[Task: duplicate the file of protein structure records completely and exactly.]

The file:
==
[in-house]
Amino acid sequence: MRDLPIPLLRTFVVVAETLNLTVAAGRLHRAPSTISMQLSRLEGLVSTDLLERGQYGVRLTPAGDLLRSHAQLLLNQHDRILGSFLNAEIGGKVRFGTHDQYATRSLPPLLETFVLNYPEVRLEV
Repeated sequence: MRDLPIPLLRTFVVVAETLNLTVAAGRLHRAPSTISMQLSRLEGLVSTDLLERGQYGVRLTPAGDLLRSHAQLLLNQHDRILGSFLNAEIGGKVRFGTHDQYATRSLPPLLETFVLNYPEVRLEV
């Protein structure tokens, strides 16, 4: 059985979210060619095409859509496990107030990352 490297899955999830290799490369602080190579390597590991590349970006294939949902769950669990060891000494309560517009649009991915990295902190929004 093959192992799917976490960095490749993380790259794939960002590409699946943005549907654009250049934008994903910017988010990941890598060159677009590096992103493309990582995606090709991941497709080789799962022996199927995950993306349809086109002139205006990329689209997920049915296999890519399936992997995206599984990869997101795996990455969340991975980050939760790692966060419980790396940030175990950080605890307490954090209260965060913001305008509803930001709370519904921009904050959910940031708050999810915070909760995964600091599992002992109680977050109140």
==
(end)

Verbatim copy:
[in-house]
Amino acid sequence: MRDLPIPLLRTFVVVAETLNLTVAAGRLHRAPSTISMQLSRLEGLVSTDLLERGQYGVRLTPAGDLLRSHAQLLLNQHDRILGSFLNAEIGGKVRFGTHDQYATRSLPPLLETFVLNYPEVRLEV
Repeated sequence: MRDLPIPLLRTFVVVAETLNLTVAAGRLHRAPSTISMQLSRLEGLVSTDLLERGQYGVRLTPAGDLLRSHAQLLLNQHDRILGSFLNAEIGGKVRFGTHDQYATRSLPPLLETFVLNYPEVRLEV
């Protein structure tokens, strides 16, 4: 059985979210060619095409859509496990107030990352 490297899955999830290799490369602080190579390597590991590349970006294939949902769950669990060891000494309560517009649009991915990295902190929004 093959192992799917976490960095490749993380790259794939960002590409699946943005549907654009250049934008994903910017988010990941890598060159677009590096992103493309990582995606090709991941497709080789799962022996199927995950993306349809086109002139205006990329689209997920049915296999890519399936992997995206599984990869997101795996990455969340991975980050939760790692966060419980790396940030175990950080605890307490954090209260965060913001305008509803930001709370519904921009904050959910940031708050999810915070909760995964600091599992002992109680977050109140």